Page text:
Clematis hirsutissima var. arizonica
|Joyce Maschinski, Ph.D.|
The following Participating Institutions are custodians for this species in the CPC National Collection:
The Arboretum at Flagstaff
The conservation of Clematis hirsutissima var. arizonica is fully sponsored.
Joyce Maschinski, Ph.D. contributed to this Plant Profile.
This taxon's standing as a true variety has been called into question, and a morphological study showed that there was no clear difference between this variety (var. arizonica) and the more common variety (var. hirsutissima). (Pringle 1997) However, the U.S. Forest Service lists it as a sensitive species.
Arizona leatherflower is an herbaceous perennial understory species with purple nodding bell-shaped flowers. It is found on limestone outcroppings in ponderosa pine forest. Plants are 20-70 cm high with erect, weak, or trailing stems emerging from a somewhat woody base. Leaves are pinnately compound with 7-13 leaflets. The showy purple flowers are displayed individually at the end of each stem and become heads of golden feathery seeds in late summer.
These plants may be a great indicator of forest health. Their greatest reproduction occurs in intermediate shade with little forest litter. Extremely heavy shade reduces growth and reproduction, but full sun can dry seeds and plants. In the ponderosa pine forest, this species faces threats including timber harvest, controlled thinning and burning, cattle and elk grazing, and development. (Maschinski & Phillips 1993)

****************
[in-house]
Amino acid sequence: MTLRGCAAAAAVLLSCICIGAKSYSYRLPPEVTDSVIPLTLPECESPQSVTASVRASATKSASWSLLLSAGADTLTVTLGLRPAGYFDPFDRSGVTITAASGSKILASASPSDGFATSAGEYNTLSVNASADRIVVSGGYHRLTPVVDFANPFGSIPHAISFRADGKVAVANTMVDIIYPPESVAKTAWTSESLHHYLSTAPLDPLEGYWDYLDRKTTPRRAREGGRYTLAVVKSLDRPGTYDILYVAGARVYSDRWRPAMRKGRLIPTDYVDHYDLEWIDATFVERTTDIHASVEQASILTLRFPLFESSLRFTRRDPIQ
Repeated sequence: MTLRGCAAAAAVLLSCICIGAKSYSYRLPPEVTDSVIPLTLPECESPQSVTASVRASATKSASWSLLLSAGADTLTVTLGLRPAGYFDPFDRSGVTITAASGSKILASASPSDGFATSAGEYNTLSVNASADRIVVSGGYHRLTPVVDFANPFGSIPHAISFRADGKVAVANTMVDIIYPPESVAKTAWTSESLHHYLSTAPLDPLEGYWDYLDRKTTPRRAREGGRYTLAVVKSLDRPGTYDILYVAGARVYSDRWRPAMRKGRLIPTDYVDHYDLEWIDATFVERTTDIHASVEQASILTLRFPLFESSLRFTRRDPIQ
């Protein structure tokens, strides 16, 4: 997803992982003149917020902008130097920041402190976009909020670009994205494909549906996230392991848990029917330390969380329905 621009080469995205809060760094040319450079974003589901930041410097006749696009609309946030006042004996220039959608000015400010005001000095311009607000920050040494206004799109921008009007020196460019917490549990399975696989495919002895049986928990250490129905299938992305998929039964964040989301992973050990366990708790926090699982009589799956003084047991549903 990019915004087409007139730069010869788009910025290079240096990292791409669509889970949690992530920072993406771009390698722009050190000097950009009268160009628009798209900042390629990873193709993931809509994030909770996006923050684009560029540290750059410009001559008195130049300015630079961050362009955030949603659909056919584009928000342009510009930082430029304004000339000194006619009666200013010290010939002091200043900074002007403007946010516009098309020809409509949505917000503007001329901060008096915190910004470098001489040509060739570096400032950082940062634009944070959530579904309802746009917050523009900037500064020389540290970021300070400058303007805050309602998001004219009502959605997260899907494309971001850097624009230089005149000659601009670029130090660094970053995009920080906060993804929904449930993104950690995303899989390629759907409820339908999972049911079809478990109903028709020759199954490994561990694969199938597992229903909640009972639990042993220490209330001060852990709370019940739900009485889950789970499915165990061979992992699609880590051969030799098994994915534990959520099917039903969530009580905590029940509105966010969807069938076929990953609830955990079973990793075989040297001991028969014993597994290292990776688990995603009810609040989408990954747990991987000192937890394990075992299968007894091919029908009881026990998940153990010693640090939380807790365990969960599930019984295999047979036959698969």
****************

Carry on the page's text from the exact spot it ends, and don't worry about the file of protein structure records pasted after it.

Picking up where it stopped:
Distribution & Occurrence
- New Mexico
In Arizona, the taxa most commonly grows on soils derived from Kaibab limestone in small colonies in ponderosa pine forests sometimes covering only fractions of an acre. Requires only moderate shade.
Northern reaches of the species habitat is mixed conifer forest and much more mesic than the Arizona populations experience.
Similar Species: the typical variety has narrower leaflets (1-2 mm), smaller flowers, and a 90 degree angle of mature petioles to the stem.
Notes: Erickson rec
|In Arizona there are approximately 1500 individuals. Since the taxa has been lumped with the widespread species the distribution and population numbers have expanded greatly.|
Conservation, Ecology & Research
grazing by cattle and elk
Pringle (1997) completed a floristic review of the genus Clematis in North America, and found no clear differences between C. hirsutissima var. arizonica and C. hirsutissima var. hirsutissima. In response to this, the U.S. Fish and Wildlife Service removed the species from candidate status, as Clematis hirsutissima var. hirsutissima is a widespread taxon. (USFWS 1998)
Pringle, J.S. 1997. Clematis. Flora of North America. Oxford University Press. New York. p 160-176.